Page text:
Surprise! I'm an Alcoholic!
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Surprise! I’m an Alcoholic!

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am i an alcoholicI had no idea I was an alcoholic. How was I supposed to know? I drank, so what? Maybe it got a little out of hand sometimes, but that’s just want drinking is. Right?

Look, I’m from Texas and we’re a hearty breed. It’s how we’re trained. You’ve seen the news. We have swagger. We give very few, if any, fucks. Everything is bigger in Texas, because we can take it.

Here’s a little something about Texas you might not know. In junior high, public schools teach a year of World History in sixth grade. In eighth grade, it’s a year of American History. And in seventh grade, the entire year of Social Studies is Texas History. I should know because I taught Texas History in Austin for three years.

To Texans, they’re all even: America, The World, and Texas. So, it’s not my fault I’m like this.

My sophomore year of high school, I didn’t drink at all. I was religious and my faith of choice was Southern Baptist. I was anti-sex and anti-booze. Super Christian. Which is also kinda Texan. I guess you could say I got high on Jesus. God was my drug. I went to Sunday School, church camp, lock-ins and mission trips. I memorized Bible verses just for fun.

Then my junior year of high school, I was a foreign exchange student and spent a year in Norway. Norwegians drank a lot and thought it was weird to be Christian. Inexplicably, I started drinking and being a little less Christian.

As a Southern Baptist, I’d decided to not have sex until I was married. Once I started drinking, I found some wiggle room in that declaration. I thought, “Well I won’t have sex until after high school.” By college I was like, “Somebody put something in me already, please!”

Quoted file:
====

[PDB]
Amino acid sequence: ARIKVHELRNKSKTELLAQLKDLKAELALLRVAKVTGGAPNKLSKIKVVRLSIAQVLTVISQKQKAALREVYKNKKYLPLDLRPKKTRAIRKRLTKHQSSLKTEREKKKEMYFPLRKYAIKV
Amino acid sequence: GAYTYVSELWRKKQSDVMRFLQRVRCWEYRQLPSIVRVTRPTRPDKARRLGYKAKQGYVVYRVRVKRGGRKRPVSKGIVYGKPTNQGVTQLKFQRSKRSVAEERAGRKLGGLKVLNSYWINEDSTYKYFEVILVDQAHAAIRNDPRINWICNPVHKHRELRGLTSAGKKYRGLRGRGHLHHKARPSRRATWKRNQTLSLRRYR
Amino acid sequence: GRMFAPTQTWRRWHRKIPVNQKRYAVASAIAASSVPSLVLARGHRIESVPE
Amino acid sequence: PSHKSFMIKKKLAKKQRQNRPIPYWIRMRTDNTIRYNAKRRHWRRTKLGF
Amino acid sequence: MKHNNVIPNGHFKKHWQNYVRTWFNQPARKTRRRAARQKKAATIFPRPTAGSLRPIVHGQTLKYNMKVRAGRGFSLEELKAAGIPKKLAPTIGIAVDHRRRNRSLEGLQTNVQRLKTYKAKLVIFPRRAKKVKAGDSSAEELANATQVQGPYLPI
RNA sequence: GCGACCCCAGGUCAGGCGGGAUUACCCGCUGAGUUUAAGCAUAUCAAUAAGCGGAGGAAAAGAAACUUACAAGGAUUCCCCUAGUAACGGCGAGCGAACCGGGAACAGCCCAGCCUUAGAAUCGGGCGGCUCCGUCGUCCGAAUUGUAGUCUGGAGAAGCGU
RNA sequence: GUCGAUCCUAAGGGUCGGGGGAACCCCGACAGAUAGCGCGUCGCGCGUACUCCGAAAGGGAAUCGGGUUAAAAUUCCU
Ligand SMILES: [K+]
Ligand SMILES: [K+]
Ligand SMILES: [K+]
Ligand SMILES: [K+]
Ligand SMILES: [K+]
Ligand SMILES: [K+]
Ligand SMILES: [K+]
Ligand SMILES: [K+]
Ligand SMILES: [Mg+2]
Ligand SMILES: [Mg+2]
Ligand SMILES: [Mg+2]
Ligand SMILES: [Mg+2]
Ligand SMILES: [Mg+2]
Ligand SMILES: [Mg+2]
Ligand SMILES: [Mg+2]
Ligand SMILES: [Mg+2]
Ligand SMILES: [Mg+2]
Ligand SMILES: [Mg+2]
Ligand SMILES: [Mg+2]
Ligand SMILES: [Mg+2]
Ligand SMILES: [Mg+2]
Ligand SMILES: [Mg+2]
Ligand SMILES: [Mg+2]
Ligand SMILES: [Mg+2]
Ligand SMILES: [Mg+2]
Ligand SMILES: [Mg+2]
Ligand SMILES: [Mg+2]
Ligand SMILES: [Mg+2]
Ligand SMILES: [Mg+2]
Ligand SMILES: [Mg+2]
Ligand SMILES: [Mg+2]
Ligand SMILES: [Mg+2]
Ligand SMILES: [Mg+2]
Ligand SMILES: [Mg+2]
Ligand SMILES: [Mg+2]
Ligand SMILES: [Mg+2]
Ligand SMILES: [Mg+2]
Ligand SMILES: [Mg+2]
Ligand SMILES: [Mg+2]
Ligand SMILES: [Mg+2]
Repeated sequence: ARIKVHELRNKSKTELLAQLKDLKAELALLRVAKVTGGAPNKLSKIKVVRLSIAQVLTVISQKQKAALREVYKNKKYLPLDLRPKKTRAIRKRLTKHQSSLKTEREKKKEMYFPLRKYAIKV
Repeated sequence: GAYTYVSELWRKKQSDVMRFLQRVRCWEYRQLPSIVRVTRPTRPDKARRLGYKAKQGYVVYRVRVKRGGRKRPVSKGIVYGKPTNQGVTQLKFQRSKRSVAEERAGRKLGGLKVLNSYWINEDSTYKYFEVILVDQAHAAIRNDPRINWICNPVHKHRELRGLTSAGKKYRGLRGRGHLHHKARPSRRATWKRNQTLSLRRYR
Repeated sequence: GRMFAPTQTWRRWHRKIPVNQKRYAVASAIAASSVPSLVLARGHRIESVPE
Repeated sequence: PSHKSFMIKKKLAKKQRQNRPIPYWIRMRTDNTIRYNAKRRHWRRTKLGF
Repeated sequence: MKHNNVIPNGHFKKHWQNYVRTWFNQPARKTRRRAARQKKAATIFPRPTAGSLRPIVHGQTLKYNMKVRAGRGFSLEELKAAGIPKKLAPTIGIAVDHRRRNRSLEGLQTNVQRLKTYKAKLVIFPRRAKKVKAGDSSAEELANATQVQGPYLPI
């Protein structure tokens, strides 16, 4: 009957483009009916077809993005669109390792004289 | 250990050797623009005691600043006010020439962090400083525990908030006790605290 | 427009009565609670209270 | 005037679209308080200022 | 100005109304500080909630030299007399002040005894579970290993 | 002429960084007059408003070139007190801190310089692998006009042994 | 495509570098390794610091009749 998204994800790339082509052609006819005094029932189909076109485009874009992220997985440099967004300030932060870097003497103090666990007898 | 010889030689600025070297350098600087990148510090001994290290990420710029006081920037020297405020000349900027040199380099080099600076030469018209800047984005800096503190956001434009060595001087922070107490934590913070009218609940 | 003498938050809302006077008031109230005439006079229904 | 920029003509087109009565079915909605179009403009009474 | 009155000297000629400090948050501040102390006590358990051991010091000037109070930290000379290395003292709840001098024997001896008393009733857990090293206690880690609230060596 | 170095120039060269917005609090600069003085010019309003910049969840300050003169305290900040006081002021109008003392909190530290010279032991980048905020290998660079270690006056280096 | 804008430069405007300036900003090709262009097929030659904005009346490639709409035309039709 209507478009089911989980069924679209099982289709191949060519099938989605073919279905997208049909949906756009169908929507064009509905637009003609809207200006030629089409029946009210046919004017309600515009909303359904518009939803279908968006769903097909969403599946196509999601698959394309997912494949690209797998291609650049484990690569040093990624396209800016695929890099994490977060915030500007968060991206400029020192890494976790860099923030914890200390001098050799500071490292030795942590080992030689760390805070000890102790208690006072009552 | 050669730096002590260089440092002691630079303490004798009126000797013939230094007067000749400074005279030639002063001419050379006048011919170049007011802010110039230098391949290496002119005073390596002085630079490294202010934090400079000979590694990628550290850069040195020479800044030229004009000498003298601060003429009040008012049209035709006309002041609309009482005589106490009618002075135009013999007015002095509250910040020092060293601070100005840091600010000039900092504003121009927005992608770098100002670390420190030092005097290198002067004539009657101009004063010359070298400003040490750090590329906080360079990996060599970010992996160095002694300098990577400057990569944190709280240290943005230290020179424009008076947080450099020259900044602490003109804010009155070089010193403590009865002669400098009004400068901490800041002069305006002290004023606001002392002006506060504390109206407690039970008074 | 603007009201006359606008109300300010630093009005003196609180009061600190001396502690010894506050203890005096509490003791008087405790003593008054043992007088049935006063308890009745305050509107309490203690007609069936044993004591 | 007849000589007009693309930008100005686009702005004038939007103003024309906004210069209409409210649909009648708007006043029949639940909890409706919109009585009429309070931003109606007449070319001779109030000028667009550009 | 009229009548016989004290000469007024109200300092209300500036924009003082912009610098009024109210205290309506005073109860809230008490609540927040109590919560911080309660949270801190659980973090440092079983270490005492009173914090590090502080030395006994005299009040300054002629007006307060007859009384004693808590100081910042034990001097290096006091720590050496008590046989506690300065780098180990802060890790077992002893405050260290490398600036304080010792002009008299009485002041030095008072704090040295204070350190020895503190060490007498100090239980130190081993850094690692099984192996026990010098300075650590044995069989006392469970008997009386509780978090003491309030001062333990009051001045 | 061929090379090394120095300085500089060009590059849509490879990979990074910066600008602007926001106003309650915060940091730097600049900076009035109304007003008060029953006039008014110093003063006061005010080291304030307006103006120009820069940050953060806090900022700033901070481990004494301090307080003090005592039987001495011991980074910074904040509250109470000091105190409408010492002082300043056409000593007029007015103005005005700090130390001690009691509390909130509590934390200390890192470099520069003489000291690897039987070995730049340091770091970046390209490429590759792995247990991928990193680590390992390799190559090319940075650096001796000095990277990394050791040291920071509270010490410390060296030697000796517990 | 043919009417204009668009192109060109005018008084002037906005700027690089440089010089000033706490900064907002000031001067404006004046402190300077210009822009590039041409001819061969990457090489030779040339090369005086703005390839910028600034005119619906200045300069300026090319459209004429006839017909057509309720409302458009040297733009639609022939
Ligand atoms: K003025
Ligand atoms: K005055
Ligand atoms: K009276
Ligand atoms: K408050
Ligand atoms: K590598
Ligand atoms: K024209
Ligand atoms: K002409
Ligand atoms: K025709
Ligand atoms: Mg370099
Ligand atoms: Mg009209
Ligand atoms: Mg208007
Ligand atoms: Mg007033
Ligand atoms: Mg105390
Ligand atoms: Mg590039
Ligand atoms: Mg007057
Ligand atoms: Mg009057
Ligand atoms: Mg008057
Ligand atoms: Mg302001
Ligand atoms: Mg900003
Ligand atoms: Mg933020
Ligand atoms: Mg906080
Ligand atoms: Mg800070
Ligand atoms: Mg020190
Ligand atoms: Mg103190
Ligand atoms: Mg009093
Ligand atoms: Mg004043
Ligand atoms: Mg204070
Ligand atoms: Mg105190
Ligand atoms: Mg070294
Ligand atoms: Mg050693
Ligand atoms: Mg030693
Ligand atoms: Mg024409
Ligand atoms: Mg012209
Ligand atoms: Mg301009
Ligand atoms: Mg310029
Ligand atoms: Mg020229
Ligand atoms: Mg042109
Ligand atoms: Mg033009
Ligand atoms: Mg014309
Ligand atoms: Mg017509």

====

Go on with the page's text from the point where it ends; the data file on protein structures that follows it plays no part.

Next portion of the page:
And there my drinking life took off! Booze and sex and shame just seemed like another college requirement, like PE or an easy science class.

So I drank a lot, and was able to drink a lot. I couldn’t help but notice that I often drank more than people around me. I didn’t think it was a problem. I saw it was an asset, “Look at me, able to drink all this. Because I’m hearty! I’m a GD Texan!”

My friends and I drank at parties and stuff, sure. But we liked to find other ways to drink, too. Because, well, we were Texan.

We didn’t just “go to a lake and drink.” We’d float for three hours down the Guadalupe River on inner tubes getting drunk on Shiner Bock. We didn’t need a fancy name for it—we just called it tubin’. It was easy to spot the first-timers, because they had to rent an extra tube for their cooler of beer. But we’d float ours behind us in a mesh net, letting the river keep them cool, because we knew what we were doing.

We drank Mexican martinis, which is mostly margarita but it comes in a martini shaker so you feel like you’re drinking five servings.

We’d eat nachos and drink at Baby Acapulco, a restaurant where you’re not allowed to have more than two margaritas, because they’re made with Everclear.

We’d road trip the eight hours to New Orleans to celebrate Bastille Day.

Drinking helped me. In college, drinking made me feel like I was one of those girls who guys love in the movies. The kind who can handle the hard liquor and match you shot for shot. In movies it’s always a hot chick, a Kate Hudson or a Cameron Diaz. She can down shots and beer with all the guys, still looks awesome at the end of the night and goes home with the cute guy.

When I drank I’d often go home with some guy, or throw up on myself. Or both!

To me, a drink in my hand said to the world, “Hey, I’m hearty! I’m fun! Anything goes!” Even if there was dried throw-up on my jacket or shoes.

A few years after college, I moved to LA.